I was watching a movie the other day. I honestly forget which movie - it was one of those many disaster epics, where the world is about to end thanks to a meteorite, or aliens, or the raising of the water levels, or some such thing. What I remember most about the movie was a tiny little scene - just a bit a humour to lighten the apocalyptic mood. The camera showed us one of those slightly barmy folks with a sandwich-board...the kind that normally says "The End of the World is Nigh!". But instead of that message, in the middle of all the panic and chaos, his sign had its normal slogan crossed out - and instead he had written: "Told you so!"
We find such people amusing because people have been predicting the end of the world practically since the world began. Every few years we hear of another religious sect which has walled itself into a cave, or climbed to the top of a mountain, to await the end of the world...as confidently predicted by their leaders. The internet, and certain types of bookshops, are full of the writings of people who claim to be able to interpret the numerology of the Bible...and who reckon that God has shown them that the End is nearly upon us.
A lot of this apocalyptic doom-saying comes, of course, from the example of the Bible. It was clearly something that was exercising the minds of those around the writer of Matthew's Gospel - as we've just heard. According to most scholars, Matthew's Gospel was written after the year AD70 - when the Romans had destroyed the Temple in Jerusalem, after yet another uprising against their rule by those 'troublesome Jews'. Life for the early Christians was proving to be very hard. They were being persecuted for their faith, thrown out of the synagogues and the Temple, as well as coming up against the might of Roman Emperor-worship. Now, after the Temple has been destroyed, Matthew records a tradition, handed on through the years, that Jesus himself had predicted the Temple's destruction.
What else had Jesus predicted? Well according to Matthew, he had predicted the very persecution that people found themselves going through. It must have been comforting for them to know that their persecution was predicted, and somehow accounted for, in God's plan. Of still more comfort was the promise (in verse 14) that once the Gospel had been preached to the four corners of the Earth, then the end would come, and all the persecution would stop.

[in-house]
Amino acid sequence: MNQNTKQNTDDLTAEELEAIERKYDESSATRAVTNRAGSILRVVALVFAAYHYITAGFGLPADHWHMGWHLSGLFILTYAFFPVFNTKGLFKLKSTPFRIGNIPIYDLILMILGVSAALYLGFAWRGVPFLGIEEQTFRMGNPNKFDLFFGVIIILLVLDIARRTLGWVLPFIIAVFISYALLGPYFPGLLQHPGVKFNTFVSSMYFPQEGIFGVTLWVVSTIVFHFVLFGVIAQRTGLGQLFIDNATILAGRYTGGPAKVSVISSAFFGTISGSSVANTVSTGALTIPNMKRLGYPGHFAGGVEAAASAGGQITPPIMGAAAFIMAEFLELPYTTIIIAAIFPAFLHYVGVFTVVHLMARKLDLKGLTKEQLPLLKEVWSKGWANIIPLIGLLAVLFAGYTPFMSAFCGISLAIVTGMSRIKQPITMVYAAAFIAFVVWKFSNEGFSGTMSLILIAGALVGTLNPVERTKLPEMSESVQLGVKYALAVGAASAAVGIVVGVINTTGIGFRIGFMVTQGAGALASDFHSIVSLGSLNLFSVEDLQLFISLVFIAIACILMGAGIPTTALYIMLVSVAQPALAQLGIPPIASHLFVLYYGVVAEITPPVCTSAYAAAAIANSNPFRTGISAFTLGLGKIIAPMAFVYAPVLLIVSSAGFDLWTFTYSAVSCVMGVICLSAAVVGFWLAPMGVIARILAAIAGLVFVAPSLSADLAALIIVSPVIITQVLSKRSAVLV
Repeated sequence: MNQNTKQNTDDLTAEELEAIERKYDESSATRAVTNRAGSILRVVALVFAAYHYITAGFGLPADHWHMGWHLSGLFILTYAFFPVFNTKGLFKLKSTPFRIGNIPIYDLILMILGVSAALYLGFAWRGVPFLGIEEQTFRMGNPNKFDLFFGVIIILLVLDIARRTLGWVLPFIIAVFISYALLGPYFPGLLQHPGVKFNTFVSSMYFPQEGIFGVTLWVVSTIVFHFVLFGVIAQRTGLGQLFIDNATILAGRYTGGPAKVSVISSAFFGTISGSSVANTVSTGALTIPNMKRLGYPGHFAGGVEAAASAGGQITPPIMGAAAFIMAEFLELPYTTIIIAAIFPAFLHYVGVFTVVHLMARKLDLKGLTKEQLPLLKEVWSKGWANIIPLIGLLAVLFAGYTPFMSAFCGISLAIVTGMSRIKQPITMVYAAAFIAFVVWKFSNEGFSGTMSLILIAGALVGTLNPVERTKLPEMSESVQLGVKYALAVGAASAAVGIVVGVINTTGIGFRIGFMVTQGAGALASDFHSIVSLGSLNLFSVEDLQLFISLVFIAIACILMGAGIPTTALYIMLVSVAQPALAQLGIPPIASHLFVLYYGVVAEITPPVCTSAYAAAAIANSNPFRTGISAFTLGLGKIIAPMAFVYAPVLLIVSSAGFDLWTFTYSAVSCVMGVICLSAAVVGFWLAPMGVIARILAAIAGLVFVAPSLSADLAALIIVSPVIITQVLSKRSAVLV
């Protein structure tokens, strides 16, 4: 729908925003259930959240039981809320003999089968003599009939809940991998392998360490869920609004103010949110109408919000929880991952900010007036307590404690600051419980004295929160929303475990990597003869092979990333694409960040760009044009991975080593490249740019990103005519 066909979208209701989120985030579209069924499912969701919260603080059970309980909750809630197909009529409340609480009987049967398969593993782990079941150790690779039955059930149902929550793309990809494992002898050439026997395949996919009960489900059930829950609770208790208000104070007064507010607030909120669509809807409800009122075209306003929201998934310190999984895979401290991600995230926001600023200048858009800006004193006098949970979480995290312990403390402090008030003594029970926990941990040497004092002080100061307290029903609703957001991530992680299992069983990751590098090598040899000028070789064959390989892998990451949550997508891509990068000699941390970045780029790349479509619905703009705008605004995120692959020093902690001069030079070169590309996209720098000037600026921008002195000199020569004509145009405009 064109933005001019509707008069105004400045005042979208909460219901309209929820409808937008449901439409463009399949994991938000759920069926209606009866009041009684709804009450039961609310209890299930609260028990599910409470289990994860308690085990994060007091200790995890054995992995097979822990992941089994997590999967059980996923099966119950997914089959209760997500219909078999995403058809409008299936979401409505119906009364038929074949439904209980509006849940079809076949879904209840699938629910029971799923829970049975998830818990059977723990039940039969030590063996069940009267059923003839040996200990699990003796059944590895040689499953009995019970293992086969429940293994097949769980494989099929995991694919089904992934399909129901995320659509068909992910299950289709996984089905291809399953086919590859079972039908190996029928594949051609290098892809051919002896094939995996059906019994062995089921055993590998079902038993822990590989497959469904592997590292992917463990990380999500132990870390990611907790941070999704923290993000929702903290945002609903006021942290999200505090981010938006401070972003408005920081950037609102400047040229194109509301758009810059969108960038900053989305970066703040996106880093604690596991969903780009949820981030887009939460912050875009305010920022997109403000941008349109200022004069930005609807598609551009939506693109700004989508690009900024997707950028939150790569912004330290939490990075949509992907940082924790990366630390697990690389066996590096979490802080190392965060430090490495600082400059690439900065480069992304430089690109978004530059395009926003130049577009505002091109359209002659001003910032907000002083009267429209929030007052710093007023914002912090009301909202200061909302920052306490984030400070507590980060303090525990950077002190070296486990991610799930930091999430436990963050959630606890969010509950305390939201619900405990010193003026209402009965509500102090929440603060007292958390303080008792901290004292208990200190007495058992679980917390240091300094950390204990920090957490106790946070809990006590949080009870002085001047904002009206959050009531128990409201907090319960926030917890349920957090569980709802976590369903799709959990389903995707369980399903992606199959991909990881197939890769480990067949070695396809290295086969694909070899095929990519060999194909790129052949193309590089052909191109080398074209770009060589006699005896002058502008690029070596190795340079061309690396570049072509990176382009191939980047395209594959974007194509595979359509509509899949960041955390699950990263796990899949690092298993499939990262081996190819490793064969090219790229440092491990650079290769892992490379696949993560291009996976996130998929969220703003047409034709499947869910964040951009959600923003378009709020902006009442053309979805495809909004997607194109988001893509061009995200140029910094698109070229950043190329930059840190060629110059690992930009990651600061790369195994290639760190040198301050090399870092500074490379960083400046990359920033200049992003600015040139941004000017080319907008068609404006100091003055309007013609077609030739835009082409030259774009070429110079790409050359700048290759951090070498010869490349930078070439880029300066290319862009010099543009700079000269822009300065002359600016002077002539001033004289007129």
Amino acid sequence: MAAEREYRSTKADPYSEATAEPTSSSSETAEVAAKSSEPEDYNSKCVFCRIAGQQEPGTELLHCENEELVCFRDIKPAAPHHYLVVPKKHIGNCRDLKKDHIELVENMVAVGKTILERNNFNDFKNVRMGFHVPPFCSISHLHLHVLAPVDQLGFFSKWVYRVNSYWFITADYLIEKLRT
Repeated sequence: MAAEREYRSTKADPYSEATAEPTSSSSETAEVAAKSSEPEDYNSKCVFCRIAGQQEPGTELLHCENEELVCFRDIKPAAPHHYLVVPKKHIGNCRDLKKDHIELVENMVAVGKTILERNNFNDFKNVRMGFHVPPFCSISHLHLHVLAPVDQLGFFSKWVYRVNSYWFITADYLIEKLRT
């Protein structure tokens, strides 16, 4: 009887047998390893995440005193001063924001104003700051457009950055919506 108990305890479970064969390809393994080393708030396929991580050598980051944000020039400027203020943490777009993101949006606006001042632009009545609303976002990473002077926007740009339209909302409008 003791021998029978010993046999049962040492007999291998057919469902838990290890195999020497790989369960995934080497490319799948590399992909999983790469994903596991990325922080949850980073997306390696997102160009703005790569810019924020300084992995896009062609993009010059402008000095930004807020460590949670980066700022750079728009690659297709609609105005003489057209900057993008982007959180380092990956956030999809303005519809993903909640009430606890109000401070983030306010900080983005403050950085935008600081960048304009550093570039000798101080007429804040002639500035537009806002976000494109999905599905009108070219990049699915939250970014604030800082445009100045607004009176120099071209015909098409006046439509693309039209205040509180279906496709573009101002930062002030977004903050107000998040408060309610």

These were messages of hope - messages designed to help the newly established 'followers of The Way' (as early Christians were called) to hold onto their faith, and to keep on persevering. Matthew wanted to offer comfort and encouragement to people who were doubting that Jesus was ever going to return as he had promised.
But of course the problem with Jesus words, as Matthew recorded them, is that they are deliberately ambiguous...and they relate to all of human history. Famines, earthquakes and wars are a repeated phenomenon, throughout history. Did you know that according to one recent historical survey, there have only been seven years, in the last 2000, that a war has not been going on somewhere in the world? Seven years, out of 2000. Persecution and suffering by Christians is a common theme of the last 2000 years as well. Even now, as we meet in safety and peace here in England, our brothers and sisters in certain parts of India and Afghanistan are in fear of their very lives. One of the worst effects of the War in Iraq has been that Christians are now fleeing the country - whereas under Saddam, they at least had the freedom to worship.